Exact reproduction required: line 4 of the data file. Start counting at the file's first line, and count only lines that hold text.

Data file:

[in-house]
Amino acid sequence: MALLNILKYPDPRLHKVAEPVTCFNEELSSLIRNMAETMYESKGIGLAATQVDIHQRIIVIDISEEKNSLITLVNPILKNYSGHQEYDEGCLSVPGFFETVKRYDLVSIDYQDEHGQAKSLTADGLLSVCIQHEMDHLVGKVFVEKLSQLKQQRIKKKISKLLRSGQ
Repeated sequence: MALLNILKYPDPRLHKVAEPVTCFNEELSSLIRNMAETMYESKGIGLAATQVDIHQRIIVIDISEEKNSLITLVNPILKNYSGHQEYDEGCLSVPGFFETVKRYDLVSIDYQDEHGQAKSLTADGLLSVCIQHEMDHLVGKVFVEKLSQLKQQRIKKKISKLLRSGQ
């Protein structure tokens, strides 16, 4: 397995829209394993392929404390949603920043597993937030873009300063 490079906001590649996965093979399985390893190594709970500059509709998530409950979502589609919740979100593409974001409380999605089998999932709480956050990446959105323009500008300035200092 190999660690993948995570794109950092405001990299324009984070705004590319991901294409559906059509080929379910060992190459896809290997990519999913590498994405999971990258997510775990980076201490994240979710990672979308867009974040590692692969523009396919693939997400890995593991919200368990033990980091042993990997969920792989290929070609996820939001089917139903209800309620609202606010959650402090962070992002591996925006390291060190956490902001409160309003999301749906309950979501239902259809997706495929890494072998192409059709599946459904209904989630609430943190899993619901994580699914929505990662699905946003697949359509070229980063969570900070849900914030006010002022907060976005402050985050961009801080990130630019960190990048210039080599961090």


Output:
């Protein structure tokens, strides 16, 4: 397995829209394993392929404390949603920043597993937030873009300063 490079906001590649996965093979399985390893190594709970500059509709998530409950979502589609919740979100593409974001409380999605089998999932709480956050990446959105323009500008300035200092 190999660690993948995570794109950092405001990299324009984070705004590319991901294409559906059509080929379910060992190459896809290997990519999913590498994405999971990258997510775990980076201490994240979710990672979308867009974040590692692969523009396919693939997400890995593991919200368990033990980091042993990997969920792989290929070609996820939001089917139903209800309620609202606010959650402090962070992002591996925006390291060190956490902001409160309003999301749906309950979501239902259809997706495929890494072998192409059709599946459904209904989630609430943190899993619901994580699914929505990662699905946003697949359509070229980063969570900070849900914030006010002022907060976005402050985050961009801080990130630019960190990048210039080599961090």